Major Chart Damage Created on Today’s Sell-Off in Gold
Gold pricing continues its decent that began on Thursday with the most active June Comex contract trading as low as $1275.50 in overseas trading last night , and as of 3:00 Eastern standard time is fixed at $1279.30. Losing almost a full percentage point on the day.
This is the lowest price point that gold has traded to this year and takes pricing well below the 100-day moving average. Gold futures have not even tested the 100-day moving average since February 27th of last year. Prior to today’s harsh break below this average gold pricing had been using the 100-day as tentative support especially since March 1st of this year, when pricing settled below its 50-day MA.
Unlike last Thursday’s dramatic sell off of approximately $20, today’s move may have not been exaggerated and seems to have fundamental and technical merit behind it.
On January 3rd, 2019 CCN reported that This year’s sale of gold reserves that back the Bolivar currency began with a shipment on Jan. 26th of 3 tons and follows the export last year of $900 million of mostly unrefined gold to Turkey.
On February 1st, 2019 the New York Post reported that Venezuela’s president Nicolás Maduro was preparing to sell a large portion of his country’s gold reserves for cash in a desperate attempt to keep his failing regime solvent.
CCN also reported that gold had disappeared while Venezuela’s central bank head was abroad. The precious metal is believed to have disappeared between February 20th and 22nd, while the central bank chief Calixto Sanchez was out of the country.
According to this report, “Fifteen tons of high-quality gold were to be sold to the United Arab Emirates in coming days in return for euros as part of a deal to sell a total of 29 tons to the UAE, a senior official in Caracas told Reuters.”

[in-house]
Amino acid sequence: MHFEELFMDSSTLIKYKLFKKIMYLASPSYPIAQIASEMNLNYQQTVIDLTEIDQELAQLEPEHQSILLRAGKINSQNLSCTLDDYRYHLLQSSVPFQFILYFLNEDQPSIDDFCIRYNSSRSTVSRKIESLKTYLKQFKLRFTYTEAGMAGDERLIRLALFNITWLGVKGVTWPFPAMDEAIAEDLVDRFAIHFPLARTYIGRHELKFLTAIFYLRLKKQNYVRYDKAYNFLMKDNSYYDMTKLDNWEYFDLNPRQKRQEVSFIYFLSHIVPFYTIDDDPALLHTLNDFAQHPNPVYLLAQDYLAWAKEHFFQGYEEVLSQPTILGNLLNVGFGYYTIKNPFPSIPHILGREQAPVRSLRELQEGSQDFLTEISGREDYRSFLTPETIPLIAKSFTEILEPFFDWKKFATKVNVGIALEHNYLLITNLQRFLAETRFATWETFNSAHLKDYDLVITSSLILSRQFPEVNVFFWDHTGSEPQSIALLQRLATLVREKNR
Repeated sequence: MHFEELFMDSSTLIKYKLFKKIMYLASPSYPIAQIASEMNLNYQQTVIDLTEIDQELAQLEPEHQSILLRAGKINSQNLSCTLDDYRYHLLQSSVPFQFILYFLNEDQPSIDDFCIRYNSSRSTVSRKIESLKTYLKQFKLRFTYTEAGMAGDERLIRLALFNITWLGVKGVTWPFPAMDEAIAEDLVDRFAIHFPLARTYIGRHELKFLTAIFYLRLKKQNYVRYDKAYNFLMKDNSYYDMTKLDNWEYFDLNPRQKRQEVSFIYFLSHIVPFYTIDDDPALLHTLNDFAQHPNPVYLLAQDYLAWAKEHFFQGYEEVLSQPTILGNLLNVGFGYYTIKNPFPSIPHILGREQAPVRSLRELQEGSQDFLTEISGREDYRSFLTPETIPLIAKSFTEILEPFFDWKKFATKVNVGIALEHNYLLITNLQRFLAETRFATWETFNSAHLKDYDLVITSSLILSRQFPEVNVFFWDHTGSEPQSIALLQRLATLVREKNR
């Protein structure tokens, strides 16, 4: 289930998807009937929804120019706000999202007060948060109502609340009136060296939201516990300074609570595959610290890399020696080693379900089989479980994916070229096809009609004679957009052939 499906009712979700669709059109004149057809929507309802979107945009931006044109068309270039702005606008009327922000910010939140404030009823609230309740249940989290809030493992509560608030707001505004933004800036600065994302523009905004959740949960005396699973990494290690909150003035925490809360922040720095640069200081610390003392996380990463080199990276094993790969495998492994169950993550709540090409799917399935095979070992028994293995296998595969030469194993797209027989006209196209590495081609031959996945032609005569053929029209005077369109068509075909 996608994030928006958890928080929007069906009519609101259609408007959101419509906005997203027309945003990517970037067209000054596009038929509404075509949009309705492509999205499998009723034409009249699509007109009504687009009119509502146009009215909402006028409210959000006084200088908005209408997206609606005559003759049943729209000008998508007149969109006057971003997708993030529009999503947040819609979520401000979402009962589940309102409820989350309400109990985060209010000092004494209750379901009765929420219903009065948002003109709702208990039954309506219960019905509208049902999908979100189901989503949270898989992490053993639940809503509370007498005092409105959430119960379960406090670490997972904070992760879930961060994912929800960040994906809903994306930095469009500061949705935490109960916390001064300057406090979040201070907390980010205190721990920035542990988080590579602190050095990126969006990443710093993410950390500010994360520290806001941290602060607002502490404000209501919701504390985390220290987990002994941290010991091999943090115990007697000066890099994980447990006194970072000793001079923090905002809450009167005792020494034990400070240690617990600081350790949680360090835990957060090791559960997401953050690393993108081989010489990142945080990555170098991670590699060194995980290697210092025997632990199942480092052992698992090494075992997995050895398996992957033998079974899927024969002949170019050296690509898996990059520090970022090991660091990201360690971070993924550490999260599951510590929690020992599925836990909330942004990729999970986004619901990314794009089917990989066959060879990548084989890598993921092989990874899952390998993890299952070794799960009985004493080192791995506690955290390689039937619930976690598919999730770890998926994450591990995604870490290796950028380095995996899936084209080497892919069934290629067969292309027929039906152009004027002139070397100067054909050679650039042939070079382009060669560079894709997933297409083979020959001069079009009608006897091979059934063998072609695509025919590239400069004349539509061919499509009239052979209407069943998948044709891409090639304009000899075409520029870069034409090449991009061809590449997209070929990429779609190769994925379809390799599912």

Add to this the recent sale of $400 million dollars in gold according to yesterday’s report by Bloomberg’s Patricia Laya, “The amount, which would equal almost 9 tons, was reflected by a drop in the bank’s total reserves, which fell to $8.6 billion on April 12, according to data provided by the central bank. About $5.1 billion of that is gold.”
Many analysts have cited these aggressive liquidations by Venezuela as a major bearish undertone weighing on gold pricing this year.
When you factor in the current bullish market sentiment for U.S. equities, as well as the fact that recently the Federal Reserve’s more accommodative monetary policy has moved yields of the 10-year treasury note higher, collectively these fundamental events have dampened any real sustained upside move in gold.
However, there are still some geopolitical concerns that have been supportive of gold pricing. First there is still concern about a lack of resolution in the trade dispute between the United States and China, and second the uncertainty surrounding the United Kingdom’s exit from European Union (Brexit) remains.
That being said there is no doubt that recent action by Venezuela has dampened the upside potential of gold pricing.
Wishing you as always, good trading,